La presente informativa è resa, anche ai sensi dell’art. 13 del D. Lgs. 196/2003 “Codice in materia di protezione dei dati personali” (“Codice Privacy”) 
e degli artt. 13 e 14 del Regolamento (UE) 2016/679 (“GDPR”), a coloro che si collegano alla presente edizione online del giornale Tribuna Economica di proprietà di AFC Editore Soc. Coop. 

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Actual Individual Consumption (AIC) is a measure of material welfare of households. Based on first preliminary estimates for 2019, the year before COVID-19 containment measures began to be widely introduced by Member States,

AIC per capita expressed in Purchasing Power Standards (PPS) varied from 59% to 135% ofthe European Union (EU) average across the 27 Member States. Nine Member States recorded AIC per capita above the EU average in 2019. The highest level in the EU was recorded in Luxembourg, 35% above the EU average. Germany was around 23% above, followed by Austria, Denmark, Belgium, the Netherlands, Finland, Sweden and France, which all recorded levels between 5% and 20% above the EU average. AIC per capita for twelve Member States lay between the EU average and 25% below. In Italy, Ireland, Cyprus, Spain and Lithuania the levels were 10% or less below the EU average, while Portugal, Czechia, Slovenia and Malta were between 10% and 20% below. Poland, Romania and Greece were between 20% and 25% below the EU average. Six Member States recorded AIC per capita 25% or more below the EU average. Estonia was 25% below, Slovakia, Latvia, Hungaryand Croatiabetween 25% and 35% below, while Bulgariahad AIC per capita 41% below the EU average.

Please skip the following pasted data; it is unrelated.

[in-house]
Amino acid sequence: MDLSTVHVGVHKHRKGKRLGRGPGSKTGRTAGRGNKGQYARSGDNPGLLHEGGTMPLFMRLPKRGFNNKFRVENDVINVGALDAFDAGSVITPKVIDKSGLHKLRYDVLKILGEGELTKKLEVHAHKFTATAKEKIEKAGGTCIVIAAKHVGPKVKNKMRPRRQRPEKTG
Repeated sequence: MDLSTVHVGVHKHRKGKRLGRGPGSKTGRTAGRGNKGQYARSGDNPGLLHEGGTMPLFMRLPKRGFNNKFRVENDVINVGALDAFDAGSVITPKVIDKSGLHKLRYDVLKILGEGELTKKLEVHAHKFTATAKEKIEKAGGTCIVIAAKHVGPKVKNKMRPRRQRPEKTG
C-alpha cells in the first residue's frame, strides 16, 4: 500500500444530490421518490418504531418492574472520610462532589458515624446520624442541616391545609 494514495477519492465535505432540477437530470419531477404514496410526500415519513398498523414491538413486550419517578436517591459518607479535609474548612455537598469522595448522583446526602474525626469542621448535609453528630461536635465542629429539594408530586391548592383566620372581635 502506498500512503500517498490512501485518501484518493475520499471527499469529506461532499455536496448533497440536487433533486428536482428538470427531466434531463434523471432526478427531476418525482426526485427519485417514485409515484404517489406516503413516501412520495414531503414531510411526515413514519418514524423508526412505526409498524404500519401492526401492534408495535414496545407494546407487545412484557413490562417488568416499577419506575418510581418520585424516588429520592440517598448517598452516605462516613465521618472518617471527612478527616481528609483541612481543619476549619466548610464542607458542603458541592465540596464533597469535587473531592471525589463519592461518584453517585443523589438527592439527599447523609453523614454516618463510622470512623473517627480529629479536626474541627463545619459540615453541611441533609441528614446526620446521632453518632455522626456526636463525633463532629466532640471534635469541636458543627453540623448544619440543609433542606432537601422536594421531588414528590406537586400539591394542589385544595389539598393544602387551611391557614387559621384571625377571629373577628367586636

GDP per capita ranged from 53% of EU average in Bulgaria to 261% in Luxembourg.    Gross Domestic Product (GDP) per capita, a measure of economic activity, also shows substantial differences between the EU Member States. In 2019, GDP per capita expressed in PPS ranged between 53% of the EU average in Bulgaria and 261% in Luxembourg. Ten Member States recorded a level of GDP per capita above the EU average in 2019.